At Mount Arafat, Ismail (as) had his hands and feet bound at his own request, and Ibrahim (as) blindfold himself so as not to see his son suffer. Having carried out what he thought was the sacrifice of his beloved son, Ibrahim (as) removed the blindfold and was shocked to see a dead ram lying there in place of his son. As he looked to his side, he saw his son standing there, unharmed.


The Qur’an states that Allah said to Ibrahim (as):

‘“O Ibrahim, You have fulfilled the vision.” Indeed, We thus reward the doers of good.’

(37:104 Surah As-Saffat)


It is narrated that Allah (SWT) had replaced Ismail (as) with a ram in recognition of the loyalty and commitment displayed by Ibrahim (as) to his Creator. There are also numerous narrations that before the intended sacrifice, Shaytan appeared to Ibrahim (as) to dissuade him and the Prophet (as) threw stones to fend him off.


These actions, to ward off Shaytan in favour of carrying out Allah’s wishes, are part of the Hajj pilgrimage that every Muslim should intend to perform at least once in their lifetime, and to this day Ibrahim’s (as) act of devotion and obedience is commemorated through the act of Qurbani each and every year.





The willingness of Ibrahim (as) to sacrifice that which was most precious to him was so beloved to Allah that he made it part of the obligation of the Ummah of our Prophet Muhammad (saw).


Never will you attain the good [reward] until you spend [in the way of Allah] from that which you love. And whatever you spend – indeed, Allah is Knowing of it.’ (Qur’an 3:92 Al Imran)


When the Companions (may Allah be pleased with them) of the Prophet (saw) asked about the origins of Qurbani, he (saw) replied that it was the Sunnah of their father, Ibrahim (as). Asked what the reward was, the Prophet (saw) said that for every hair on the animal, a good deed is written in one’s book of good deeds. (Hadith Ahmad and Ibn Majah)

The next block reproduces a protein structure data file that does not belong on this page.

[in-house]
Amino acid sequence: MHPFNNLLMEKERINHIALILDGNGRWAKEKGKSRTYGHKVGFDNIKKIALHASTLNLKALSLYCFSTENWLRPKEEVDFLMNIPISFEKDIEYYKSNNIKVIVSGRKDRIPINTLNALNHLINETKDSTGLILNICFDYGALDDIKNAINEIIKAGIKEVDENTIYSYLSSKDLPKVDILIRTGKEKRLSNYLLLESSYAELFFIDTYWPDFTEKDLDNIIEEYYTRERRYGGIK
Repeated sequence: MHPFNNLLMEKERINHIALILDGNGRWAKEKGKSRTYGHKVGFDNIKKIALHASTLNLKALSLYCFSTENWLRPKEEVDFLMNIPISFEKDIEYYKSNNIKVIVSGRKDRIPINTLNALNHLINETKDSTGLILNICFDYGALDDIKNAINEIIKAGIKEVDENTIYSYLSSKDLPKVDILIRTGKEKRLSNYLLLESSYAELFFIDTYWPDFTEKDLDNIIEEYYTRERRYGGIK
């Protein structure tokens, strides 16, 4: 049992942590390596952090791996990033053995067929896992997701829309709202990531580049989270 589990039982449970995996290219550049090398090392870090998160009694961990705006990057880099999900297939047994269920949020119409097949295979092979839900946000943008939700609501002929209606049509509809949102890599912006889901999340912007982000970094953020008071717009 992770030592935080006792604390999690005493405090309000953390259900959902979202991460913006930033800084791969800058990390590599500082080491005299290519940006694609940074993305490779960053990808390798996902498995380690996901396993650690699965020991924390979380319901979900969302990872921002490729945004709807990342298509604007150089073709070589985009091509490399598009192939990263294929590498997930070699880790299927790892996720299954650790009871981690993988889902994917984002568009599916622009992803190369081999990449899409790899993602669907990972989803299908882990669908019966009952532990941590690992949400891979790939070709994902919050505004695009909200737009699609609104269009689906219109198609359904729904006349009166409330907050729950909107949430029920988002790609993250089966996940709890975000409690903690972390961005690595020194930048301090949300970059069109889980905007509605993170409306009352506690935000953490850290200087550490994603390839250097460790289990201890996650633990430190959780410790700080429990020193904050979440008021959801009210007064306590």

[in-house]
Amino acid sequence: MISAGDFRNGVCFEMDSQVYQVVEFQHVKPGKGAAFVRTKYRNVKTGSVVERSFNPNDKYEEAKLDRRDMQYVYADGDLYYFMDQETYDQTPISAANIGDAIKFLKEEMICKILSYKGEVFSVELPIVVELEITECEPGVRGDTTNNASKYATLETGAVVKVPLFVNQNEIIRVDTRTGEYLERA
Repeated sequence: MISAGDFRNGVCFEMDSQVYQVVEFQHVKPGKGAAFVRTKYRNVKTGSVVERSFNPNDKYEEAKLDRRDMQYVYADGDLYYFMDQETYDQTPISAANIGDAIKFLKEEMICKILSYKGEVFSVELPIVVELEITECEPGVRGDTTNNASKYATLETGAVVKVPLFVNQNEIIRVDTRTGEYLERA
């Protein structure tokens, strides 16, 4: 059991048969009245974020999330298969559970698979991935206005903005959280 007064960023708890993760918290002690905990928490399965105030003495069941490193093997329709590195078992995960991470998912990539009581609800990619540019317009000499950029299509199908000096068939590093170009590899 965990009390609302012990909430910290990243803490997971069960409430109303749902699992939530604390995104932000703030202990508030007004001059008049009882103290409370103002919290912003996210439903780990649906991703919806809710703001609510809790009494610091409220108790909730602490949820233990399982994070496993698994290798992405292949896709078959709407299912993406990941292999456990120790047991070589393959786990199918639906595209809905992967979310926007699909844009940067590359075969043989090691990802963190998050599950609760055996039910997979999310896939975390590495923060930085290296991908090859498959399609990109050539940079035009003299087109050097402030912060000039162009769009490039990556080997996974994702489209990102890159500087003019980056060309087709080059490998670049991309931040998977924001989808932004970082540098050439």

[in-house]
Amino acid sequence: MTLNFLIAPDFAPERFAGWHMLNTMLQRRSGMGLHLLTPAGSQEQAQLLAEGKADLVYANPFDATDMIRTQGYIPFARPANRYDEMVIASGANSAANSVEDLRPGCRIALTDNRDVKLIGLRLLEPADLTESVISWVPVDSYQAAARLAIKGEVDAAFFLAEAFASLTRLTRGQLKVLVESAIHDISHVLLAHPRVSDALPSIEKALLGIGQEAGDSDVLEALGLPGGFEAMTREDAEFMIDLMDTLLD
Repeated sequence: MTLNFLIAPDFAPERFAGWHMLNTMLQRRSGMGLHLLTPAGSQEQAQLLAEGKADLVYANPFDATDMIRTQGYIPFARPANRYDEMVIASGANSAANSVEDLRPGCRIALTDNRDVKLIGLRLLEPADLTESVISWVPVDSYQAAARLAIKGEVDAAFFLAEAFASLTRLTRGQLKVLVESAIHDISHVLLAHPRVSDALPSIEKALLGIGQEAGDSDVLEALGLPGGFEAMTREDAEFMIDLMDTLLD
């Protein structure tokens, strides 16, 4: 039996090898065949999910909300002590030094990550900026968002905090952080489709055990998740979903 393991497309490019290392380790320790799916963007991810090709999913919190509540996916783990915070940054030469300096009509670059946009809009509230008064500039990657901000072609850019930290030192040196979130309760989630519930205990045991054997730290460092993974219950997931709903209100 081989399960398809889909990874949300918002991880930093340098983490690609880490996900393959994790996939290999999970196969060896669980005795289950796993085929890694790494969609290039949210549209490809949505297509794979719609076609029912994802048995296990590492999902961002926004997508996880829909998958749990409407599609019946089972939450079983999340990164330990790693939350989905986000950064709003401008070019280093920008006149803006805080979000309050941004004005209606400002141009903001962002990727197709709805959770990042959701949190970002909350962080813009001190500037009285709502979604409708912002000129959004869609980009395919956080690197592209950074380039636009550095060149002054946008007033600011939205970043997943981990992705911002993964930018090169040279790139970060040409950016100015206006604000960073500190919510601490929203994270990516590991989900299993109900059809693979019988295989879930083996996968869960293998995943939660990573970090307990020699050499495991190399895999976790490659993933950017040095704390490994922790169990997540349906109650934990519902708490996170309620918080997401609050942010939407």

Our beloved Prophet (saw) used to look for white, horned rams similar to the one Habil and Ibrahim (as) sacrificed, to offer as Qurbani at Eid-ul-Adha. It was also his (saw) practice to sacrifice a second animal on behalf of those who could not afford it, an act that has come to be known as the Prophetic Qurbani.


The Prophet (saw) sacrificed for the one who could not sacrifice from his Ummah, one who bore witness to the Oneness of Allah and [his] Prophethood’. (Hadith Tabarani and Ahmad)




(Please note: our cut off point to give Qurbani has now passed)


Qurbani is performed across the world on Eid-ul-Adha. The Qurbani meat must then be divided into three equal portions and distributed between the individual, their neighbours and family, and those in need.


Many of us here in the UK are fortunate enough to have meat readily available to us throughout the year so choose to donate our Qurbani through a Muslim charity such as Islamic Help.


This ensures that those in less fortunate circumstances also have the opportunity to celebrate the joyous occasion of Eid as comfortably as the rest of us.


The giving of Qurbani also serves and acts as a reminder of the importance of equality in Islam.


Ensure your Qurbani contribution is distributed amongst those who need it most this Eid-ul-Adha by donating with Islamic Help. Alternatively, feel free to give our team a call on 0121 446 5682 for more information.


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Application for MP 2020 deployement are open!
Author Avatar written by  |   Kamran Ahmed